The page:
The fiscal cliff deal certainly gives you a good reason to worry about the U.S. House speaker’s ability to stick to conservative principles. But the latest issue of The Atlantic offers some hope, profiling Ted Yoho, one of the new U.S. House members who “promise to make John Boehner’s life even more hellish.”

As we hurtled down a two-lane highway en route to the lumber mill, Yoho told me he was not worried about offending his future colleagues. “Intimidating is going up to a growling Rottweiler and having to squeeze his anal glands, or going up to a stallion that weighs 1,200 pounds and telling him you’re going to take his testicles off,” he said from behind the wheel of his Ford Excursion. “That’s intimidating. I think I can handle Congress.”

Yoho sells himself as a regular working guy: someone who met his wife in fourth grade, got married as a teenager, bought a trailer home, and started his own veterinary business. When he announced his candidacy last February, he had just 6 percent name recognition. Though he’d upped that to 66 percent by the time I visited, he was far from a household name.

“I don’t know how you expect to win with a name like Yoho,” said Lee Childers, a sales manager at the lumber mill. “I had to look you up to make sure you weren’t a Jap.” Yoho laughed. He told me later that he’d added his photo to campaign bumper stickers to clear up any confusion about his ethnicity.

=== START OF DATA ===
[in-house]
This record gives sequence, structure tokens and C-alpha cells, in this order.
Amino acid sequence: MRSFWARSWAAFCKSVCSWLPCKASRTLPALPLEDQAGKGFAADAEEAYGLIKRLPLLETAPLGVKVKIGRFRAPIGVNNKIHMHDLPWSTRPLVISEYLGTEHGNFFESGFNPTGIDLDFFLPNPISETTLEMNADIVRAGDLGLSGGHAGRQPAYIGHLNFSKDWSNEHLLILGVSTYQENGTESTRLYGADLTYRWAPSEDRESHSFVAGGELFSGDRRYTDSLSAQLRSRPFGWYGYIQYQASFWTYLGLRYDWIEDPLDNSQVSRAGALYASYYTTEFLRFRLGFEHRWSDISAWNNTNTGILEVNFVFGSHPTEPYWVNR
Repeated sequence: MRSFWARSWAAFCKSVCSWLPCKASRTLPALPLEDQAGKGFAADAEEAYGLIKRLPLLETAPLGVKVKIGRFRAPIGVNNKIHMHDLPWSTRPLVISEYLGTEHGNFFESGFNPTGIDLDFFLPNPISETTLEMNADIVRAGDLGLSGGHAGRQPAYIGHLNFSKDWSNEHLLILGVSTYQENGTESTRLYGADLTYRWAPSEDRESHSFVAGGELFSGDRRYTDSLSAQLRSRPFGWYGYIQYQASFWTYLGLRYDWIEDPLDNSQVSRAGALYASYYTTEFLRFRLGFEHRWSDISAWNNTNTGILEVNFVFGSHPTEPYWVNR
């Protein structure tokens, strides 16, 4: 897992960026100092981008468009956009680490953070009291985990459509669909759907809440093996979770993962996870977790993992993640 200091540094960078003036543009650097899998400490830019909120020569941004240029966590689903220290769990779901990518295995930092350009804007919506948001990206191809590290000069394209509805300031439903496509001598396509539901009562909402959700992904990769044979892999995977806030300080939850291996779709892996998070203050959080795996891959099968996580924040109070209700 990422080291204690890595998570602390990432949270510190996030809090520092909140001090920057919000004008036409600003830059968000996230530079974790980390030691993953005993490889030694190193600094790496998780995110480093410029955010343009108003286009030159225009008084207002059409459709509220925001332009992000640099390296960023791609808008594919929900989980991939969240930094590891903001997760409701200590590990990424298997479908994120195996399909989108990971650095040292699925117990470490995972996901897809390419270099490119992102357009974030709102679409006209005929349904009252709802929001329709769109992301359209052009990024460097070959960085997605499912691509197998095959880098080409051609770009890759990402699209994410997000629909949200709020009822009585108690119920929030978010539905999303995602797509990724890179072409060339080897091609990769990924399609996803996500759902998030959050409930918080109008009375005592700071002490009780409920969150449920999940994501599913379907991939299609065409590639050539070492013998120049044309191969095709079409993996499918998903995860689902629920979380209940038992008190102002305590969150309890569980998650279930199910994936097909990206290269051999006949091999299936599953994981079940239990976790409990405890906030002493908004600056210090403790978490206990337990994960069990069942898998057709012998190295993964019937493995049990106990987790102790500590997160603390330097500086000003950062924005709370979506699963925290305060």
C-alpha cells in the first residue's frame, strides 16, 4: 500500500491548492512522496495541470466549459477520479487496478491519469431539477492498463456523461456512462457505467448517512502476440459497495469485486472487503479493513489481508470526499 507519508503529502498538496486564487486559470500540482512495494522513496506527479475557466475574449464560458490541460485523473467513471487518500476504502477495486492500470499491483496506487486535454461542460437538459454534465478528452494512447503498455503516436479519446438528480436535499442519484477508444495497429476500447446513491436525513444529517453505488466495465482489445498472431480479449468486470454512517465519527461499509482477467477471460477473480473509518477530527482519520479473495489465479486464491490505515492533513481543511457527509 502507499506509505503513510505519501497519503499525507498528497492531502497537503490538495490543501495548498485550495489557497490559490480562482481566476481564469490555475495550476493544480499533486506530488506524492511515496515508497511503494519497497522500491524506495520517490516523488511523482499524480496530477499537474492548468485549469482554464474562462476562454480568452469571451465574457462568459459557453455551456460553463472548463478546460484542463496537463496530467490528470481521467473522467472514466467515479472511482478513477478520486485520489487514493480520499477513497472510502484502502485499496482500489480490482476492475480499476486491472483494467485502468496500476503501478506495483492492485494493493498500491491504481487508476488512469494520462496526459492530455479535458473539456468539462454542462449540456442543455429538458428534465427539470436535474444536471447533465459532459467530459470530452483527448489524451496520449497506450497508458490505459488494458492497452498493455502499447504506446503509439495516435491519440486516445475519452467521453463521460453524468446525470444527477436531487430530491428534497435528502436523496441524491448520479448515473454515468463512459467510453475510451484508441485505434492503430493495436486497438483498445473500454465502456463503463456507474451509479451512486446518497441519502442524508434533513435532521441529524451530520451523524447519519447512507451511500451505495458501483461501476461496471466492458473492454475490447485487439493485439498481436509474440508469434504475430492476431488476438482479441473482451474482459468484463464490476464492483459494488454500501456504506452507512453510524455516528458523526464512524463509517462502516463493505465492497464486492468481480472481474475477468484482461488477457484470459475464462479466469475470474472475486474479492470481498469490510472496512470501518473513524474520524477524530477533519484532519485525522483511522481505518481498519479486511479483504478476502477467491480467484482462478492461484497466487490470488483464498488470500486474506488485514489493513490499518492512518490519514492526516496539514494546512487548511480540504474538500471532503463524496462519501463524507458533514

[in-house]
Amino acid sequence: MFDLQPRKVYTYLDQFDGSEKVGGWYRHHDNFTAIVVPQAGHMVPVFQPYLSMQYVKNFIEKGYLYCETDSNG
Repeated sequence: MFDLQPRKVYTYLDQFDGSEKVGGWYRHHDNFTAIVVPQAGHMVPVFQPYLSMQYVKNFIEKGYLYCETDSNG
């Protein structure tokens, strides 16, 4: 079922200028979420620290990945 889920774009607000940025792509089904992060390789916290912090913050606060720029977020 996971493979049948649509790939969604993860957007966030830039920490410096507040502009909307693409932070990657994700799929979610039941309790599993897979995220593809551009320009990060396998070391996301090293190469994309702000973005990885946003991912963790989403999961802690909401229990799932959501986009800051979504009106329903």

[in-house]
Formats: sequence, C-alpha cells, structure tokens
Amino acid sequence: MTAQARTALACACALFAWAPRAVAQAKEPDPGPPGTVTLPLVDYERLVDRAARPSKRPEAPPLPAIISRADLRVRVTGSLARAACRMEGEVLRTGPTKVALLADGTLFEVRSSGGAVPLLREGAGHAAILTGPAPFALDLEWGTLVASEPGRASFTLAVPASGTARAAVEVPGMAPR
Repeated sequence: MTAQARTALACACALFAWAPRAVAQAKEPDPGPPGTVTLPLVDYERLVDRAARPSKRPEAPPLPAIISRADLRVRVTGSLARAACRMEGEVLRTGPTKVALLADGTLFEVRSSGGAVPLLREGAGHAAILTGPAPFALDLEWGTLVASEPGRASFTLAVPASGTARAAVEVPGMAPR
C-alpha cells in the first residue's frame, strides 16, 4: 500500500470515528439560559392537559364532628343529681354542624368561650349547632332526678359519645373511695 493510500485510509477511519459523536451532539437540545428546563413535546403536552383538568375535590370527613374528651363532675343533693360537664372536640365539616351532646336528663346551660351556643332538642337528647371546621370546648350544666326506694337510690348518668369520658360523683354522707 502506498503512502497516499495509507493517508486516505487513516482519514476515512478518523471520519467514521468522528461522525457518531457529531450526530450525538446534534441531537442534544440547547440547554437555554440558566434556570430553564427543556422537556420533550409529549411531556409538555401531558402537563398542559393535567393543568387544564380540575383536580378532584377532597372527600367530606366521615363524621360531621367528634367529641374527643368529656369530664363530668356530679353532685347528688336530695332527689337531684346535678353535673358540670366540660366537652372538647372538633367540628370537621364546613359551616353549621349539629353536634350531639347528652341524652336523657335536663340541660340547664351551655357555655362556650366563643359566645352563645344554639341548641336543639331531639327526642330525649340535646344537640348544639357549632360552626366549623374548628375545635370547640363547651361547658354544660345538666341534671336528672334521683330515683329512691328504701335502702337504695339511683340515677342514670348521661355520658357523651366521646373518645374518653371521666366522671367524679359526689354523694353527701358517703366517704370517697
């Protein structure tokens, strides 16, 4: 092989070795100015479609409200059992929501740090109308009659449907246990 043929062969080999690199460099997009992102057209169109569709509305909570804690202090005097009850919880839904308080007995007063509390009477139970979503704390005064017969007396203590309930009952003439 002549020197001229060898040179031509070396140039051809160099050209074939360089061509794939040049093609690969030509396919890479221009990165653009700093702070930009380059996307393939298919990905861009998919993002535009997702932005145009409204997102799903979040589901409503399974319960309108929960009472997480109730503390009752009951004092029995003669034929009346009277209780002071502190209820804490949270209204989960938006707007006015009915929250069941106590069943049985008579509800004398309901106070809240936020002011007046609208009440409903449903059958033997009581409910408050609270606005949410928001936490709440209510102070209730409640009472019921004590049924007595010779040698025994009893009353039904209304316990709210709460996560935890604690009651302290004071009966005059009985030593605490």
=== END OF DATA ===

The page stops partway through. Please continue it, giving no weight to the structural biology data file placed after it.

After the roundtable, heading back to his house-cum-campaign-headquarters, Yoho asked me, “Did everything I said back there make sense? Was everything I said right?” When the conversation turned to committees he might join in the House, he said he hadn’t given it much thought. I suggested Agriculture, given his background. “Sure, I could see myself on Agriculture,” he said. “I’m not really sure about what that process looks like.” He mentioned the Republican Study Committee, a caucus made up of the most-conservative House members that aims, in part, to pull party leadership to the right. …

… “With all the problems we are having, I won’t be afraid to tell leadership, ‘You need to explain to me why I should follow you anywhere,’?” he told me, adding that, unlike two-thirds of last year’s freshmen, he would never have voted to raise the debt ceiling. “I think I scare them to death.”